In this article, I am going to show you why the odds ratio for an -variable in a logistic regression is simply the exponential of the regression coefficient. This article just contains “the math” and no interpretation. A discussion of interpretation of the odds ratio in logistic regression can be found here. A more basic discussion, that includes definitions of “odds” and “odds ratio” can be found here.
Before I begin, I want to remind you of a basic property of exponents from algebra. Specifically, when two like terms are multiplied together, the exponents add. For example,
In what follows, I will actually be going the other way: .
As I expect you know, in logistic regression, the log odds is a linear function of the ‘s:
The odds, then, can be found by exponentiating both sides:
What we want to know is what happens to the odds when we add 1 unit to one of the ‘s. We will assess the effect of this change using the odds ratio.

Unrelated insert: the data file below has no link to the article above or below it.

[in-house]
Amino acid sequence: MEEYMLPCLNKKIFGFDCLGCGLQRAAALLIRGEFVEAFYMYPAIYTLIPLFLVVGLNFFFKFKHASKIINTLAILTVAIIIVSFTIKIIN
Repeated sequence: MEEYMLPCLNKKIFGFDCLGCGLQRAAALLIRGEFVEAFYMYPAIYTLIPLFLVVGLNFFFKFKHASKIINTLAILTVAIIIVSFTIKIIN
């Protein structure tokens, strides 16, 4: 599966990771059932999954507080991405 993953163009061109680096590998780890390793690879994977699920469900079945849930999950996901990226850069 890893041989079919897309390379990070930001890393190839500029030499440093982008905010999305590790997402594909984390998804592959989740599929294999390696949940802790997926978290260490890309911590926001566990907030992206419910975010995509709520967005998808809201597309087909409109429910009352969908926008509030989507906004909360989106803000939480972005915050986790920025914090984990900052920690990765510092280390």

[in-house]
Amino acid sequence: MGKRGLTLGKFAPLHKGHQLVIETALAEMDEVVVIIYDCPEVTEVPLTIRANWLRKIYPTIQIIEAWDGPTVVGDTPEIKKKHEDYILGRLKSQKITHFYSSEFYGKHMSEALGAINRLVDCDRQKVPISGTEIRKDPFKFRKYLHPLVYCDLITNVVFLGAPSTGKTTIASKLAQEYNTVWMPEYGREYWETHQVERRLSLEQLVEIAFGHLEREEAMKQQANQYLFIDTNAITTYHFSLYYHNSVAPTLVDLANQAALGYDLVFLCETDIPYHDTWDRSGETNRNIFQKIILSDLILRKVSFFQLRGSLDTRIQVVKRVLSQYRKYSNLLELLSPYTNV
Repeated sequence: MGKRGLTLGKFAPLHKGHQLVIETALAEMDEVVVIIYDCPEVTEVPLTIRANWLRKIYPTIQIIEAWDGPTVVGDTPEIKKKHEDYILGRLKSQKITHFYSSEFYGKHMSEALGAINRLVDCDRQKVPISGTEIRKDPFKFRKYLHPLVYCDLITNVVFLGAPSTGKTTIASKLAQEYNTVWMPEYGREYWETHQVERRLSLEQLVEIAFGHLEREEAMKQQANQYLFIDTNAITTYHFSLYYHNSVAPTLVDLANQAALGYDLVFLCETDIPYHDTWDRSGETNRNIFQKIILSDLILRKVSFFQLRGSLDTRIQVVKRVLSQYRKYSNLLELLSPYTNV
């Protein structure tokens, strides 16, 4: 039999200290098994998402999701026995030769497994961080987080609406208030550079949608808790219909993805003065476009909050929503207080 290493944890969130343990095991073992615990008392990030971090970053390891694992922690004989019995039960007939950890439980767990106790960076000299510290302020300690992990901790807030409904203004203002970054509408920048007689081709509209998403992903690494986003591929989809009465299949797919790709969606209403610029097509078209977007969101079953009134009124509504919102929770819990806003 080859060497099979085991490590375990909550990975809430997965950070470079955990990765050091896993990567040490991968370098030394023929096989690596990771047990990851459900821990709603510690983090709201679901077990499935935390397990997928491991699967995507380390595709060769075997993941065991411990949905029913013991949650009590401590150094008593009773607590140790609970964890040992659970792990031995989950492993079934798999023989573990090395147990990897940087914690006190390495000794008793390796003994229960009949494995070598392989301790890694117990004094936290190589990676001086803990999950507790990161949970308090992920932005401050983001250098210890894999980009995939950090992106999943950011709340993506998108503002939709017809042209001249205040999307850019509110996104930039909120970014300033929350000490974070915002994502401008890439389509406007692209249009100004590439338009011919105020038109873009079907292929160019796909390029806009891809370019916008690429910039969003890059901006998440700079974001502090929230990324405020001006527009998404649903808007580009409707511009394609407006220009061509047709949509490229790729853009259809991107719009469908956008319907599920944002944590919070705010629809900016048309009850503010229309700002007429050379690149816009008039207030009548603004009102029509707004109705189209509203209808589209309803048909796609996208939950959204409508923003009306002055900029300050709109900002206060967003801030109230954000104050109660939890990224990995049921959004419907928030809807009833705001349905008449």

So let’s suppose that we considering a 1-unit change in . In that case, the new odds are given by
Note that I have used a subscript of “new” on the to show that this is the “new” , and thus the new odds that corresponds to adding 1-unit to .
I am now going to rearrange the right hand side of this equation, first by multiplying out and then by pulling out the term using the exponent formula given above. Thus,
We can now use this formula to compute the odds ratio:
Now notice that the in both the top and the bottom divide out, so we are left with
Thus, the odds ratio corresponding to a 1-unit change in an -variable is just the exponential of the ‘s regression coefficient.
Questions or Comments?
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